Journal Article

Elections and Public Opinion: Plus Ça Change ...

Paul Lambe, Colin Rallings and Michael Thrasher

in Parliamentary Affairs

Published on behalf of Hansard Society

Volume 58, issue 2, pages 335-350
Published in print April 2005 | ISSN: 0031-2290
Published online April 2005 | e-ISSN: 1460-2482 | DOI: http://dx.doi.org/10.1093/pa/gsi026
Elections and Public Opinion: Plus Ça Change ...

Preview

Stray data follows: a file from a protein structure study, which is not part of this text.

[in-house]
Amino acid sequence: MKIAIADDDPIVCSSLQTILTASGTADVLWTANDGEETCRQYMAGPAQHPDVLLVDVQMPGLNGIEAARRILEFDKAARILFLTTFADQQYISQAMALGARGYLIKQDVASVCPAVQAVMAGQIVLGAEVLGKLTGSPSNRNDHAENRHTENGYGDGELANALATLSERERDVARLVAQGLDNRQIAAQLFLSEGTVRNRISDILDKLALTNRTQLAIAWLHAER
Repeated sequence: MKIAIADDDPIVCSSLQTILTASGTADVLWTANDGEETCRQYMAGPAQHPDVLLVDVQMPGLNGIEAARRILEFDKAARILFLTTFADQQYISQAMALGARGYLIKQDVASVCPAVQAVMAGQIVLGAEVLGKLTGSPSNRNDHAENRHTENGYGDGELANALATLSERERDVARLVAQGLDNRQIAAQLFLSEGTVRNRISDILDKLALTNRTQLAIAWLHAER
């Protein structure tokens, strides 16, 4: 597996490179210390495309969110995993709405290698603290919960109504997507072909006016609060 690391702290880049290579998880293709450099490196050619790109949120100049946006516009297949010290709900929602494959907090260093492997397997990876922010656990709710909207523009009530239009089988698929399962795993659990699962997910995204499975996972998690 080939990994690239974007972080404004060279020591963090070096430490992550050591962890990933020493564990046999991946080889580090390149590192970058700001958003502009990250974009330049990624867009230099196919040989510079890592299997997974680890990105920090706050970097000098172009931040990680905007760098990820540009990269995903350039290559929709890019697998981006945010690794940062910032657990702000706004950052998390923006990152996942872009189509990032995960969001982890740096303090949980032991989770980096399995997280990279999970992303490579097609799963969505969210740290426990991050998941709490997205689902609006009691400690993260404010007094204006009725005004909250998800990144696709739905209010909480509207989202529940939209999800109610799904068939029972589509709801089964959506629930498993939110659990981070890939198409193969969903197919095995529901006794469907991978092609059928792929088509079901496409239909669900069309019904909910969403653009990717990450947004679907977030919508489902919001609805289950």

Public attitudes towards the war in Iraq continued to trouble the Prime Minister and his government without affecting voting intentions to any great degree. Opinion poll ratings were remarkably stable, with Labour retaining a small lead over the Conservatives. There was general dissatisfaction with both the Prime Minister and Leader of the Opposition. Although the Conservative Party finished ahead in the European Parliamentary elections, its vote share fell compared with the previous election. The anti-European vote was much in evidence. Local elections saw net gains for the opposition parties and sizeable losses for Labour. Local government by-elections told a similar story. The second elections for the London Mayor and Assembly saw Ken Livingstone re-elected and only minor changes to the Assembly’s composition. Two minor parties, the British National Party and Respect, were only denied Assembly seats because of the operation of a 5% electoral threshold. There was some success for the Liberal Democrats in parliamentary by-elections but disappointing results for both Labour and Conservative Parties. Referendum voters in the North East region of England overwhelmingly rejected the proposal for an elected regional assembly.

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